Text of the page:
It is known in the art to provide so-called “persistent” connections in a network environment. Thus, for example, a remotely-booted computer (which may be diskless) often sets up a boot drive (e.g., via the IBM RIPL facility) as a persistent connection. This facility maintains a simple a security context (e.g., typically, the machine name) but does not “remember” the user's logon data. Likewise, known network operating systems (e.g., Novell Netware) provide an anonymous persistent connection for accessing a logon program. Like the previous example, however, this technique does not provide a flexible security context. A “security context” generally refers to that information which is necessary to authenticate a user to a server. In a simple case, it may include a userid and password. In more complex schemes, a security context may include or be defined by certificates (obtained through public key security techniques), tickets, information provided through a key exchange, or the like.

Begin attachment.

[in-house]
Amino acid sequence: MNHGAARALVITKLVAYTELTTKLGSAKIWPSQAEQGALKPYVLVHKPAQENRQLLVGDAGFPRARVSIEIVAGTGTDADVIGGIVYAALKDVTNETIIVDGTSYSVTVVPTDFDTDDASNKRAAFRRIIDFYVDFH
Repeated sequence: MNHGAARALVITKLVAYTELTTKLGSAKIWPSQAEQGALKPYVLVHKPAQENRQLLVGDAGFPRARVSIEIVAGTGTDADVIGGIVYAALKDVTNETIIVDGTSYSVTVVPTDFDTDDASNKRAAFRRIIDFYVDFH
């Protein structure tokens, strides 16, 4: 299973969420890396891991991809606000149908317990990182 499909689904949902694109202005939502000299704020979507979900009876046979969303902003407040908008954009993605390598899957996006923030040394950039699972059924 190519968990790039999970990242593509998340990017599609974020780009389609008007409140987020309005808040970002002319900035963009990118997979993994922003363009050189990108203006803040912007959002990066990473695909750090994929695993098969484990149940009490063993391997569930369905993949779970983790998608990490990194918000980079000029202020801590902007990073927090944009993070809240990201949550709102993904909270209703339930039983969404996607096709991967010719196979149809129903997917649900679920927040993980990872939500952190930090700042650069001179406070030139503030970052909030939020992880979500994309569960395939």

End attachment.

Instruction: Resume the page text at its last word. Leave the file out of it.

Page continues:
Moreover, such known approaches do not address persistent connections in the context of intermittent, transient network problems, i.e. problems that do not necessarily sever the network connection but that might otherwise interfere with it at some lower level signaling. Further, the existing state-of-the-art does not address persistent connection management in a simple and flexible manner, nor does it provide support for all four (4) types of network attached devices, namely, drives, printers, modems and named pipes.

The present invention addresses these needs.

BRIEF SUMMARY OF THE INVENTION